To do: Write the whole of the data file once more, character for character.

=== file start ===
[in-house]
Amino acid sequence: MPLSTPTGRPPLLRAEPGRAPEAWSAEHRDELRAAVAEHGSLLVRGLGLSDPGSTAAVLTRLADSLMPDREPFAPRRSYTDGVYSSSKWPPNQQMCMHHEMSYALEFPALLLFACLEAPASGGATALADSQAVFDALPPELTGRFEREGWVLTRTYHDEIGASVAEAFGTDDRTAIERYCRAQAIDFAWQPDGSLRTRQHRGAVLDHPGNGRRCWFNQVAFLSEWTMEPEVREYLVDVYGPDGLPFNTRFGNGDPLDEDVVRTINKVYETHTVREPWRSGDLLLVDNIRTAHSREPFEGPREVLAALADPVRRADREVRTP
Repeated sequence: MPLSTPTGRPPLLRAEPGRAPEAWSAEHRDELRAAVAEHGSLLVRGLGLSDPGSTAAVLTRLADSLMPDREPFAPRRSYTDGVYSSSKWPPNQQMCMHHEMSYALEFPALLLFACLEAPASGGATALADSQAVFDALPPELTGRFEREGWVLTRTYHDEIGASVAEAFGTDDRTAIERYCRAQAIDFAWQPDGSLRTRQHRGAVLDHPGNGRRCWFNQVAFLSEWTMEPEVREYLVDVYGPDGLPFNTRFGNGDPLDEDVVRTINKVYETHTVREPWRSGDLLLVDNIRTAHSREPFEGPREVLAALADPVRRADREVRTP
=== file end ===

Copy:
[in-house]
Amino acid sequence: MPLSTPTGRPPLLRAEPGRAPEAWSAEHRDELRAAVAEHGSLLVRGLGLSDPGSTAAVLTRLADSLMPDREPFAPRRSYTDGVYSSSKWPPNQQMCMHHEMSYALEFPALLLFACLEAPASGGATALADSQAVFDALPPELTGRFEREGWVLTRTYHDEIGASVAEAFGTDDRTAIERYCRAQAIDFAWQPDGSLRTRQHRGAVLDHPGNGRRCWFNQVAFLSEWTMEPEVREYLVDVYGPDGLPFNTRFGNGDPLDEDVVRTINKVYETHTVREPWRSGDLLLVDNIRTAHSREPFEGPREVLAALADPVRRADREVRTP
Repeated sequence: MPLSTPTGRPPLLRAEPGRAPEAWSAEHRDELRAAVAEHGSLLVRGLGLSDPGSTAAVLTRLADSLMPDREPFAPRRSYTDGVYSSSKWPPNQQMCMHHEMSYALEFPALLLFACLEAPASGGATALADSQAVFDALPPELTGRFEREGWVLTRTYHDEIGASVAEAFGTDDRTAIERYCRAQAIDFAWQPDGSLRTRQHRGAVLDHPGNGRRCWFNQVAFLSEWTMEPEVREYLVDVYGPDGLPFNTRFGNGDPLDEDVVRTINKVYETHTVREPWRSGDLLLVDNIRTAHSREPFEGPREVLAALADPVRRADREVRTP